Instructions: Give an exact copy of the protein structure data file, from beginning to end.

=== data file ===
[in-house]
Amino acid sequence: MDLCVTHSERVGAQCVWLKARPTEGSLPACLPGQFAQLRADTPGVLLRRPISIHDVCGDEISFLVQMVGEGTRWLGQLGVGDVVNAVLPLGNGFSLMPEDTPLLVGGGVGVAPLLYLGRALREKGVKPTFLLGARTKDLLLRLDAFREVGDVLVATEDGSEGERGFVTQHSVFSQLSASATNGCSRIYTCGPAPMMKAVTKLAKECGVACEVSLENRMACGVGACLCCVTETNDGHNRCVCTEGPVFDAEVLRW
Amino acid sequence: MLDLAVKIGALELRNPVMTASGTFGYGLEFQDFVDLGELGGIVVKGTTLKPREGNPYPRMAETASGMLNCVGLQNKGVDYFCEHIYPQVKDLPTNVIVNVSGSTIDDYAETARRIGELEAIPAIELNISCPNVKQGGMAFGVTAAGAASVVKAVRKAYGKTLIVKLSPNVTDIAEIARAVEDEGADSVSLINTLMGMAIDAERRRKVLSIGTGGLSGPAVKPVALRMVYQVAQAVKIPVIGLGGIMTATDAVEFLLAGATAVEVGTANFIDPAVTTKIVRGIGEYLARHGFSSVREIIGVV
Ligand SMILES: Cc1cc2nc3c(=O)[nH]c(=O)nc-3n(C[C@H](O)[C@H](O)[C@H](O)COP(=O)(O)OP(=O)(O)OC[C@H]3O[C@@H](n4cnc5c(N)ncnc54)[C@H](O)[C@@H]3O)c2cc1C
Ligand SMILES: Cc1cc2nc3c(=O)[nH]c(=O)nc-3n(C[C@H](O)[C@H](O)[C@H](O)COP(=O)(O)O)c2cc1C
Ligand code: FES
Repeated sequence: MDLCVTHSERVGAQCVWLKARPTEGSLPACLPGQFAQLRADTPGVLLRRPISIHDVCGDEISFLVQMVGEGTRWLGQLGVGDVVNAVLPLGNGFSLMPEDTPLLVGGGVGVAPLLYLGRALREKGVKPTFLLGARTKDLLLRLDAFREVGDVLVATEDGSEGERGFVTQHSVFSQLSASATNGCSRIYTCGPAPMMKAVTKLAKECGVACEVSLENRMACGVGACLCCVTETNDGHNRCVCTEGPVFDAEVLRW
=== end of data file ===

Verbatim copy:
[in-house]
Amino acid sequence: MDLCVTHSERVGAQCVWLKARPTEGSLPACLPGQFAQLRADTPGVLLRRPISIHDVCGDEISFLVQMVGEGTRWLGQLGVGDVVNAVLPLGNGFSLMPEDTPLLVGGGVGVAPLLYLGRALREKGVKPTFLLGARTKDLLLRLDAFREVGDVLVATEDGSEGERGFVTQHSVFSQLSASATNGCSRIYTCGPAPMMKAVTKLAKECGVACEVSLENRMACGVGACLCCVTETNDGHNRCVCTEGPVFDAEVLRW
Amino acid sequence: MLDLAVKIGALELRNPVMTASGTFGYGLEFQDFVDLGELGGIVVKGTTLKPREGNPYPRMAETASGMLNCVGLQNKGVDYFCEHIYPQVKDLPTNVIVNVSGSTIDDYAETARRIGELEAIPAIELNISCPNVKQGGMAFGVTAAGAASVVKAVRKAYGKTLIVKLSPNVTDIAEIARAVEDEGADSVSLINTLMGMAIDAERRRKVLSIGTGGLSGPAVKPVALRMVYQVAQAVKIPVIGLGGIMTATDAVEFLLAGATAVEVGTANFIDPAVTTKIVRGIGEYLARHGFSSVREIIGVV
Ligand SMILES: Cc1cc2nc3c(=O)[nH]c(=O)nc-3n(C[C@H](O)[C@H](O)[C@H](O)COP(=O)(O)OP(=O)(O)OC[C@H]3O[C@@H](n4cnc5c(N)ncnc54)[C@H](O)[C@@H]3O)c2cc1C
Ligand SMILES: Cc1cc2nc3c(=O)[nH]c(=O)nc-3n(C[C@H](O)[C@H](O)[C@H](O)COP(=O)(O)O)c2cc1C
Ligand code: FES
Repeated sequence: MDLCVTHSERVGAQCVWLKARPTEGSLPACLPGQFAQLRADTPGVLLRRPISIHDVCGDEISFLVQMVGEGTRWLGQLGVGDVVNAVLPLGNGFSLMPEDTPLLVGGGVGVAPLLYLGRALREKGVKPTFLLGARTKDLLLRLDAFREVGDVLVATEDGSEGERGFVTQHSVFSQLSASATNGCSRIYTCGPAPMMKAVTKLAKECGVACEVSLENRMACGVGACLCCVTETNDGHNRCVCTEGPVFDAEVLRW